Before Mother Teresa founded the Missionaries of Charity, she spent twenty years teaching well-to-do secluded high school girls as a Sister of Loreto in India. Then one day, while riding the train to Darjeeling to make her annual retreat, in a moment of “intimate prayer with Jesus,” as she later described it, she heard a voice tell her to leave the order and serve “the poorest of the poor.” She obeyed, and for the rest of her life, she lived with that intimate prayer, served the poorest of the poor and walked with Jesus. As all the world knows, she helped tens of thousands of dying people, missioned thousands more into the life of loving discipleship and inspired millions around the globe.
Martin Sheen tells the story of visiting Mother Teresa in San Diego in the early 1990s, along with a popular motivational speaker, who at the time appeared frequently on television. This speaker was in great demand, addressing conventions and business conferences, telling people how they could become successful. He is a tall, outgoing man, and he towered over the diminutive Mother Teresa when they met.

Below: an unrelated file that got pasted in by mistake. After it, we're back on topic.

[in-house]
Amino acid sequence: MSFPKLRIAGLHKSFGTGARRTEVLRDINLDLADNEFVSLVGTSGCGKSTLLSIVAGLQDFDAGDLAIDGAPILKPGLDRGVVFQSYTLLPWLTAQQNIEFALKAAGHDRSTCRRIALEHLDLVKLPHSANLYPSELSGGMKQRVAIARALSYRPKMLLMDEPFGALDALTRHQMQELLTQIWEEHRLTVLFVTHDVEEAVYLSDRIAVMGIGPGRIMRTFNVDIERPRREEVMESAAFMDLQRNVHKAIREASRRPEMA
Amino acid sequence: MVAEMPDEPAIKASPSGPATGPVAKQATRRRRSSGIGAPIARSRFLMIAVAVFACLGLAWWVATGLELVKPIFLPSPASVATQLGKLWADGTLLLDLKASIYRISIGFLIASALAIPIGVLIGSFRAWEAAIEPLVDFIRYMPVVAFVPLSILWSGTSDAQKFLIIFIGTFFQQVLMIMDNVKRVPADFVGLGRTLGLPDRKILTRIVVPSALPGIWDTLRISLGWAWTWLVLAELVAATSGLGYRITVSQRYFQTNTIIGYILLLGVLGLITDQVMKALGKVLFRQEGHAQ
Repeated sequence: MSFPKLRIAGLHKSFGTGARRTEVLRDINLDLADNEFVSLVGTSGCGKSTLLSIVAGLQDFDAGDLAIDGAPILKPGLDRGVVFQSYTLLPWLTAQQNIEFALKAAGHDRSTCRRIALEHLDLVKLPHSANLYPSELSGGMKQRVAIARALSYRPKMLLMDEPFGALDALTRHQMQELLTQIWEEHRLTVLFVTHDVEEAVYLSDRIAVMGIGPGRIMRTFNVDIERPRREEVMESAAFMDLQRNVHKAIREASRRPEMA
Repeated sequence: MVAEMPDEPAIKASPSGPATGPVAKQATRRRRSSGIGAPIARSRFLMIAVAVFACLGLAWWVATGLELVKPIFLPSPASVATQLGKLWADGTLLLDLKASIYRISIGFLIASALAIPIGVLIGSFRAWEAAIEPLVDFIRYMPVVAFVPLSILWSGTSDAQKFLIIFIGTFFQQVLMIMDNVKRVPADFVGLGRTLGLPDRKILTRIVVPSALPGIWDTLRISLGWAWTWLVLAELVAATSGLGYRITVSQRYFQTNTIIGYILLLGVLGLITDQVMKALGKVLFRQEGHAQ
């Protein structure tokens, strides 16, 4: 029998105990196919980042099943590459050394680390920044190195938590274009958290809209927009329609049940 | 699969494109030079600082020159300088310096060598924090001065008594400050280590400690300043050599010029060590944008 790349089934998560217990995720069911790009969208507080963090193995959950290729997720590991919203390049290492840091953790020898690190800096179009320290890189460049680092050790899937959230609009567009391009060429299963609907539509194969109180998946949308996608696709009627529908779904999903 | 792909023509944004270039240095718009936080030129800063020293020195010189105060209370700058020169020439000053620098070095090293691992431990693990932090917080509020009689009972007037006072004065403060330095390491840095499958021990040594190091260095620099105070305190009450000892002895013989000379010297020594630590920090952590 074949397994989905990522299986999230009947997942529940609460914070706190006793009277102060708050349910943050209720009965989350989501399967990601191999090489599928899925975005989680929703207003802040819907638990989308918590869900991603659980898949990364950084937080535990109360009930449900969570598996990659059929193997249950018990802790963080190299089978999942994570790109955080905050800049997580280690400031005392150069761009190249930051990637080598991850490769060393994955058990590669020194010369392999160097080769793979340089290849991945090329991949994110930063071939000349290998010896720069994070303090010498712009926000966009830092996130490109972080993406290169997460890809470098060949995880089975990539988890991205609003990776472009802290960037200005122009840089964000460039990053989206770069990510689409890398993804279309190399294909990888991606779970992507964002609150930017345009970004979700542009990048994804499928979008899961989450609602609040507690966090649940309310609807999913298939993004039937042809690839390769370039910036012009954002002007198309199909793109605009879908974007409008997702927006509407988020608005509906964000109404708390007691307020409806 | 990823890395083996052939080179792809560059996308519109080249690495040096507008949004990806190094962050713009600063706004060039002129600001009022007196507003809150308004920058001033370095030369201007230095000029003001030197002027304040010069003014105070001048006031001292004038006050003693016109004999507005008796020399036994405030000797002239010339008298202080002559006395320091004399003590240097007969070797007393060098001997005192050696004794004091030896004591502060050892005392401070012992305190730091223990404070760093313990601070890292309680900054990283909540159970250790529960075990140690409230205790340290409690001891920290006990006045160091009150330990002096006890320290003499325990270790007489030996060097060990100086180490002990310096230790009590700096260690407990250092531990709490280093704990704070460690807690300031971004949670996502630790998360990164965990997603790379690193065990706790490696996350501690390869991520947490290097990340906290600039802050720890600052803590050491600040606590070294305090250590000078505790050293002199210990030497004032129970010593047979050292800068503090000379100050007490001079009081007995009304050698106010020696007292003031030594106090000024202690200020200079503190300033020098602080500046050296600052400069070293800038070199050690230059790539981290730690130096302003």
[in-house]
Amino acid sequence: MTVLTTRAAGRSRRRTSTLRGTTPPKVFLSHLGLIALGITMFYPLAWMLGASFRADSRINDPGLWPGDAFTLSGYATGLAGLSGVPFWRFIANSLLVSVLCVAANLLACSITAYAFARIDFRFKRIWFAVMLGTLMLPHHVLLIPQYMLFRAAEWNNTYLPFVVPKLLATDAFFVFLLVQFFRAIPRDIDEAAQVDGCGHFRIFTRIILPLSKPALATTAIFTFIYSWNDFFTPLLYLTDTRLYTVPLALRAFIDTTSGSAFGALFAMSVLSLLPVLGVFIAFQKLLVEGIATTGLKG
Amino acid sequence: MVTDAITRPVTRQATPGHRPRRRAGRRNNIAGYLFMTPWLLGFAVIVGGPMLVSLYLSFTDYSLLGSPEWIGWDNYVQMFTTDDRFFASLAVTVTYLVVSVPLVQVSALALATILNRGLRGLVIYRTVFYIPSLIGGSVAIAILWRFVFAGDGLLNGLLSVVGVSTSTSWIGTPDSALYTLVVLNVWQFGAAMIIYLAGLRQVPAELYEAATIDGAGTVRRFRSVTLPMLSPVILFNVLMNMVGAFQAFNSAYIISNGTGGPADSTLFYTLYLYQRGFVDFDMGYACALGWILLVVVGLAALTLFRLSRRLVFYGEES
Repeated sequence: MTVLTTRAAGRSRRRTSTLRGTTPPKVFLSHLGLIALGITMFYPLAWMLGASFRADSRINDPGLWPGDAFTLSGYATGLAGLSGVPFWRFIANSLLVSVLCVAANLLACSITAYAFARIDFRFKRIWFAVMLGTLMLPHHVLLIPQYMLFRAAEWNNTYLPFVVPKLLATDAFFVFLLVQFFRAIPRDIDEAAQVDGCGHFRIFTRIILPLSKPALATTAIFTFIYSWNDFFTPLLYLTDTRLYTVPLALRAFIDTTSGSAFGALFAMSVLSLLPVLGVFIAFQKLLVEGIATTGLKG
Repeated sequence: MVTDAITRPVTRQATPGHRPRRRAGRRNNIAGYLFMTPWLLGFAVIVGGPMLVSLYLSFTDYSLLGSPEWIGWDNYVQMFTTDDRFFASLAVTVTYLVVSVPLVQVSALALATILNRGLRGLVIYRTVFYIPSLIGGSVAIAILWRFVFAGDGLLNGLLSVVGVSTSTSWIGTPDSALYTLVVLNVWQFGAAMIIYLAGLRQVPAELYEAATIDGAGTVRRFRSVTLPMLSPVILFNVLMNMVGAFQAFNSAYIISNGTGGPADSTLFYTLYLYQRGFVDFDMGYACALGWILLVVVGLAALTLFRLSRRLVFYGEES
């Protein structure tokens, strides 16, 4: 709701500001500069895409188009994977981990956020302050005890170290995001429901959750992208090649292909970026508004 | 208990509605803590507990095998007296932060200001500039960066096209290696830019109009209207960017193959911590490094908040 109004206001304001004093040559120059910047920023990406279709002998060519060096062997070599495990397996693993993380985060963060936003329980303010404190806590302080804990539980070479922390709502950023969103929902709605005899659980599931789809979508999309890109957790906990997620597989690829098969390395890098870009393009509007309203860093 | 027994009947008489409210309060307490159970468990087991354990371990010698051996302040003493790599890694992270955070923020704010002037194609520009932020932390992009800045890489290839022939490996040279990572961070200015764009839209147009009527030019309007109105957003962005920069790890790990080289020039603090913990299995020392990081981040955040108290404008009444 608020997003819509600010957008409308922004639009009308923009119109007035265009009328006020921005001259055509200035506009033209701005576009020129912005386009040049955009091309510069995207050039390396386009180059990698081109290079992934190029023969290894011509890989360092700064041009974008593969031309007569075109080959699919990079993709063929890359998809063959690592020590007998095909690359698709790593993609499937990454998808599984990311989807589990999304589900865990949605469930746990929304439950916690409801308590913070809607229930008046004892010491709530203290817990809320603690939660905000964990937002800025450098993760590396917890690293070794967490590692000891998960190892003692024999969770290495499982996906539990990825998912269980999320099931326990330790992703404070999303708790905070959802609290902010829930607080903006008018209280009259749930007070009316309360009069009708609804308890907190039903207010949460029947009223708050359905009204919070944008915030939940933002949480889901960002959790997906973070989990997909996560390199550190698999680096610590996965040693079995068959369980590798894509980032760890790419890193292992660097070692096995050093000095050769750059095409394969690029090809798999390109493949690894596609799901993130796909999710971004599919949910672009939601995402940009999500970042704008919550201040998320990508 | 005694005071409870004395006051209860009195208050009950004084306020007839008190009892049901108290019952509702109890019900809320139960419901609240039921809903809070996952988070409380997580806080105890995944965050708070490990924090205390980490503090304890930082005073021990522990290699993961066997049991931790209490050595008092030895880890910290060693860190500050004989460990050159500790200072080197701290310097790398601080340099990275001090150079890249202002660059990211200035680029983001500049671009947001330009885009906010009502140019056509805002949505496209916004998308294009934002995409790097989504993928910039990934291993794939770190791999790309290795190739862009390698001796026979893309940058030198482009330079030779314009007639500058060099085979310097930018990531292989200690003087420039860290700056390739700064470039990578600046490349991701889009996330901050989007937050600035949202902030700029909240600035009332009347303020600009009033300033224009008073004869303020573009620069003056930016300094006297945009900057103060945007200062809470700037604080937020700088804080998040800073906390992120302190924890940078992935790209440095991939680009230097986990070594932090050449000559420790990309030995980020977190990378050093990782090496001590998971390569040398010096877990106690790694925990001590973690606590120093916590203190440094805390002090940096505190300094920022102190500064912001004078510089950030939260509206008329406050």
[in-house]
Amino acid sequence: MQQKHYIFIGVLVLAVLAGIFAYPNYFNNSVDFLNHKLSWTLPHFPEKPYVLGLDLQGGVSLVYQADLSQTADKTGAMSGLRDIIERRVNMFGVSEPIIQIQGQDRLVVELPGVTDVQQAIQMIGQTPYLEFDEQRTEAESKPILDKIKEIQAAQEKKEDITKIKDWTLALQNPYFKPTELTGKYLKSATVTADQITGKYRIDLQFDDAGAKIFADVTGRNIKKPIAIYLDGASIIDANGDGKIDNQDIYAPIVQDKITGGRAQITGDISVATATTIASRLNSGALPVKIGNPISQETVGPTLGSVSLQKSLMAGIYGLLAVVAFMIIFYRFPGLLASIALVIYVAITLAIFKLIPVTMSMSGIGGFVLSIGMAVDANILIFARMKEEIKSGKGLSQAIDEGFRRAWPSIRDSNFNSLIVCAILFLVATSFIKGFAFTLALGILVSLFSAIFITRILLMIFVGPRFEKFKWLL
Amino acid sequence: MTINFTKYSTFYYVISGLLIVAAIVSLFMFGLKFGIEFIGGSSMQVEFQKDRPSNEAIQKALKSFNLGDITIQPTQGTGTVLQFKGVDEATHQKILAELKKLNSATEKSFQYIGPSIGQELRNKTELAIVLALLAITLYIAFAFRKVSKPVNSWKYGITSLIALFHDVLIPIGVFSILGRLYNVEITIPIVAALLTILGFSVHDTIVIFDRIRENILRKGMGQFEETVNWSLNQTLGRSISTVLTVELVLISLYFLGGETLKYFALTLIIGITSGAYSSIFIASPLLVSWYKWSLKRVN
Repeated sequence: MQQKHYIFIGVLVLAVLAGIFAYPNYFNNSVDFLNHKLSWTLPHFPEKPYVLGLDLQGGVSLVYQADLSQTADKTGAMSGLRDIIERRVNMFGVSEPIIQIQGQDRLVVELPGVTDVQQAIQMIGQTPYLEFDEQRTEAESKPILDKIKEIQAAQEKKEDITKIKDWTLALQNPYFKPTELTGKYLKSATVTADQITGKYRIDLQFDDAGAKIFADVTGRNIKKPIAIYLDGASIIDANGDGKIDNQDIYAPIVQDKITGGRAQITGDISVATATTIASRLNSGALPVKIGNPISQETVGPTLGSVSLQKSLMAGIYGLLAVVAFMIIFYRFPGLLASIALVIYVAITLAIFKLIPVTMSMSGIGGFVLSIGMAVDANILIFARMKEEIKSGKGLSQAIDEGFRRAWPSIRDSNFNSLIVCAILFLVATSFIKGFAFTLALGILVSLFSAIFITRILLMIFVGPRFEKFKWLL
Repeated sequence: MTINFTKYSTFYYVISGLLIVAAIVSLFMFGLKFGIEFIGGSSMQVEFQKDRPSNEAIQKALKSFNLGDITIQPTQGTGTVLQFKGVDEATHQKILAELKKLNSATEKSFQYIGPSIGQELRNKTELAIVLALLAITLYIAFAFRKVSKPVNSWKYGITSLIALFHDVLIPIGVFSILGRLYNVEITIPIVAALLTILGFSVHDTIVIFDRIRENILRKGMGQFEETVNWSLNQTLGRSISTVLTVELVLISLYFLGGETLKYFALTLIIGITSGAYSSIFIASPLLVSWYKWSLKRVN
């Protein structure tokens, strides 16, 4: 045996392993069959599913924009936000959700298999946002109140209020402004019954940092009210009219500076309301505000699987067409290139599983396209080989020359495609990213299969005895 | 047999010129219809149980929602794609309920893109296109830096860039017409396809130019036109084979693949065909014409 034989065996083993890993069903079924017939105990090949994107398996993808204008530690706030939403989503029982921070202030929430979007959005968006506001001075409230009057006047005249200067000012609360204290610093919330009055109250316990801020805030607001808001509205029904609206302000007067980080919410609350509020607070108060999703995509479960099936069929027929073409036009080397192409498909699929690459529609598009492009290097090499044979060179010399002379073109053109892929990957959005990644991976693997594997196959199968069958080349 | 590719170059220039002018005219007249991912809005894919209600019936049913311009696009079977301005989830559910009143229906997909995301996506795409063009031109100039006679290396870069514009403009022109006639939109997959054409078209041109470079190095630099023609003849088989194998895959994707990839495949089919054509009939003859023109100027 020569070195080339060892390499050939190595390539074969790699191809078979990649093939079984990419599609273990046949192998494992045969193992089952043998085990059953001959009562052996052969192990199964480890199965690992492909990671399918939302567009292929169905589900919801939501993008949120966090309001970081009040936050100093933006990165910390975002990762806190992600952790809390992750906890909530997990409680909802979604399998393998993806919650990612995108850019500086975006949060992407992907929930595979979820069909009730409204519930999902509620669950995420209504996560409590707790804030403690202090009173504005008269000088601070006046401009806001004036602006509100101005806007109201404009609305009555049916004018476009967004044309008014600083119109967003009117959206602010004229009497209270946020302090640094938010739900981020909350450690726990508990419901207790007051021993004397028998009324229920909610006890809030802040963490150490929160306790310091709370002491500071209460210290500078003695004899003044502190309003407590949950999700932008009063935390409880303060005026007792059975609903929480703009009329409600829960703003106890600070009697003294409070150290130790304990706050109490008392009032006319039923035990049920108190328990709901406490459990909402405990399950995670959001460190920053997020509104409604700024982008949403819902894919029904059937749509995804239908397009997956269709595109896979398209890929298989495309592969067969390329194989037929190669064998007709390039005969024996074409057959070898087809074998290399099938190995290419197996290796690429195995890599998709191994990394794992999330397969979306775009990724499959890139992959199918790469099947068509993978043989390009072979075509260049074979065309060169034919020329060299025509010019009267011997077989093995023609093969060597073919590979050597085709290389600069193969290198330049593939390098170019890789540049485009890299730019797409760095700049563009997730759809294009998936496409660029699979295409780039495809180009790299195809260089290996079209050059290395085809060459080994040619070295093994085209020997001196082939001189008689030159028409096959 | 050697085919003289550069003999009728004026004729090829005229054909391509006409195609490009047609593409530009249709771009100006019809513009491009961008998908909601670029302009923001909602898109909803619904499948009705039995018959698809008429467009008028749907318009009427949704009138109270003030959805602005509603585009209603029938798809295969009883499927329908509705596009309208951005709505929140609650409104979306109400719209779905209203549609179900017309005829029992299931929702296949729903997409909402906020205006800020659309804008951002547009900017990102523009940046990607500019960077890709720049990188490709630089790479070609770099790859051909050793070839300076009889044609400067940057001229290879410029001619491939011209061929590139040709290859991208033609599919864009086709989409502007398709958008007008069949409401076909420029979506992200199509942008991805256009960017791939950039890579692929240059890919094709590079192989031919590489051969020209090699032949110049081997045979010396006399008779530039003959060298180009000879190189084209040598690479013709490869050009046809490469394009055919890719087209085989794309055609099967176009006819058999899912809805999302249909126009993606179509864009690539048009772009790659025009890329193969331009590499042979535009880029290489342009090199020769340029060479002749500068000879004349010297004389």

“How did you manage to become so successful, so famous?” he asked Mother Teresa.
She looked up at him, smiled and said confidently, “Jesus.”
“No, I mean, how is that you run such a huge religious institution, serve the most desperate people, travel constantly, and yet touch so many people?” he continued.
“Jesus,” she said again, with a big smile.
“No, I’m asking how you do it,” he persisted, still not satisfied. “How do you continue to live this life, speak to millions, win the respect of the world, and manage to be one of the greatest people in the world, even in the history of the world?”
“Jesus,” Mother Teresa answered once again with a beaming smile.
The man shook his head and turned away, totally mystified. He had no idea what she was talking about.
Martin Sheen was delighted and amazed by the exchange and her childlike yet powerful answer. He thought Mother Teresa was brilliant, compelling, and entirely convincing through her simplicity and transparency, and was stunned by her reliance on the person of Jesus.